What is a Deferred Prosecution Agreement?

The Deferred Prosecution Agreement ('DPA') was created by the Crime and Courts Act 2013. They are essentially a tool to allow a prosecutor to deal with alleged criminal conduct that avoids formal prosecution. They are an agreement to a course of a conduct, subject to which prosecution for a criminal charge is deferred. At the end of that deferred period, if the defendant has complied with the obligations within the DPA (such as a financial penalty, amendment of compliance programmes or payment of compensation) then no prosecution is bought. An example of this in practice is the DPA that Tesco recently agreed in principle to, which would involve them paying a penalty of £128,992,500 and the Serious Fraud Offices' costs, subject to Court approval.  

What are the key elements of a DPA?

DPAs require judicial agreement before they are binding, and they only apply to corporate bodies. They cannot be entered into by an individual. Aside from that, there are two initial questions to consider before a DPA can be established to be relevant in a prosecution.  These considerations are:

  • Can the prosecutor make use of the DPA?
  • Is the offence eligible for a DPA?

The Crime and Courts Act 2013 lists the prosecutors that are able to make use of a DPAs as an alternative to prosecution. Currently, only the Director of Public Prosecutions and the Director of the Serious Fraud Office are designated prosecutors, although the Crime and Courts Act 2013 does allow the Secretary of State to designate further prosecutors who may make use of DPAs. 

There are a number of financial offences that can be disposed of by DPA, including (among others):

  • conspiracy to defraud
  • bribery
  • fraud
  • false accounting.

A full list of the applicable offences can be found at schedule 17 to of the Crime and Courts Act 2013.

In addition, any offence that is ancillary to those listed at schedule 17 above is also eligible for disposal by a DPA. Ancillary offences include offences such as aiding and abetting, or encouraging, assisting, attempting or conspiring to commit the offence in question. A full list of ancillary offences can also be found at schedule 17 to of the Crime and Courts Act 2013.

What tests must be satisfied before a DPA can be entered into?

Under the DPA Code of Practice (published by the Serious Fraud Office and the Crown Prosecution Service) there is a two stage test that must be applied before a DPA can be considered:

  • The evidential stage
    • Is there sufficient evidence to provide a realistic prospect of conviction, taking into account what potential defences might be raised and how they may affect the likelihood of conviction; or
  • Is there a reasonable suspicion that the company has committed the offence and are there reasonable grounds for believing that if the investigation continues further evidence will be found within a reasonable period of time, so that a realistic prospect of conviction would be made out after further investigation? The "reasonableness" of the time period for further investigation depends on the context of the matter, including the size and complexity of the alleged offence.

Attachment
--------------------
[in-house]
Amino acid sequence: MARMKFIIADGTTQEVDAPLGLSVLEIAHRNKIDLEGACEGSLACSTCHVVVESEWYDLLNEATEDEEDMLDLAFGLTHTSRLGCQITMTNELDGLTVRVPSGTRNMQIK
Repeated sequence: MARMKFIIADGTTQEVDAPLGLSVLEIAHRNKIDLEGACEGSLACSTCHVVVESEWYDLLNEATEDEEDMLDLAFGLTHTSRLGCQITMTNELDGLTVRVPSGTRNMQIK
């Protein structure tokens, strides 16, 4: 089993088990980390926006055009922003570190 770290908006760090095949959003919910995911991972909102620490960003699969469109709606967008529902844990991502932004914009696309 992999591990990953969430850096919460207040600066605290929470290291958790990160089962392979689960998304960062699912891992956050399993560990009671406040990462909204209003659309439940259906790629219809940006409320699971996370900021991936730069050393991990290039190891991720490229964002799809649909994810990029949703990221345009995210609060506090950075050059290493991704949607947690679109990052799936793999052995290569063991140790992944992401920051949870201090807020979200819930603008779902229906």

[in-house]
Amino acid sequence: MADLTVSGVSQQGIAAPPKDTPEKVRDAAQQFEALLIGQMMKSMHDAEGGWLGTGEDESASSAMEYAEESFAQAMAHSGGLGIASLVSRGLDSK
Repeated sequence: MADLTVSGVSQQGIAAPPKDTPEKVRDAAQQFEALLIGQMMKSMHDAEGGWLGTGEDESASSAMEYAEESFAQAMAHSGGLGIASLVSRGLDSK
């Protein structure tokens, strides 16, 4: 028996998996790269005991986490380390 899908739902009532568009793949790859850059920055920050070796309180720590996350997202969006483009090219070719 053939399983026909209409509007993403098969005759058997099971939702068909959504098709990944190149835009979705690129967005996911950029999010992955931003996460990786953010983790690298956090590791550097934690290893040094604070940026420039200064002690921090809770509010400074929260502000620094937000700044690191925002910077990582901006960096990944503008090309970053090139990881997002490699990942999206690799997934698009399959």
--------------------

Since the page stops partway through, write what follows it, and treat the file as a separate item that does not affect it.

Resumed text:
• The public interest test
    • It must be established by the prosecutor that it would be in the public interest to not prosecute the company that is alleged to have committed the offence, but instead to enter into a DPA.

The above means that DPAs are unlikely to be considered early on in an investigation, unless there is strong evidence to show that further investigation will provide a realistic prospect of conviction. 

How are DPAs used in practice?

It appears to be the case that prosecutors are more willing to extend the option of a DPA where the defendant co-operates with its investigation. Co-operation involves proactive self-reporting and the DPA Code of Practice provides examples of co-operation, including the identification of witnesses and relevant parties, disclosing the accounts of witnesses and any documents shown to them, making witnesses available when requested and providing reports in respect to any internal investigations. Case law states that co-operation also includes providing timely and complete responses to requests for information.

However, the decision to enter into a DPA is up to the prosecutor, and should there be factors that do not support the use of a DPA, such as a history of similar misconduct or obstinacy in the face of investigation, then this option may not be made available to a defendant.

How is a DPA approved? 

The prosecution must apply to the Crown Court for a declaration that the DPA is in the interests of justice and that the terms are fair and reasonable. If the Court decides to approve the DPA, then this approval is given in open court. This process gives the Court the ability to determine whether a DPA is in the public interest, and also to consider the terms included in the DPA. Therefore, there is only so much certainty for a company that has agreed a DPA with a prosecutor, as the terms within it may be varied or rejected by the Court on review.


This area of criminal law is a relatively recent development in the UK, and the recent publication of the DPA agreed in principle between Tesco and the Serious Fraud Office on the 28 March 2017 demonstrates that prosecutors are actively considering DPAs as a valid alternative to prosecution, as demonstrated by the Serious Fraud Office agreeing to a DPA with Rolls Royce earlier on this year. 

It is highly likely that the practice regarding the use of DPAs in prosecutions will continue to develop. The area is relatively complex, and whilst there are points that have not been discussed in full above, it is hoped that this article gives some clarity as to the basics of what a DPA is, and its role in criminal prosecutions.

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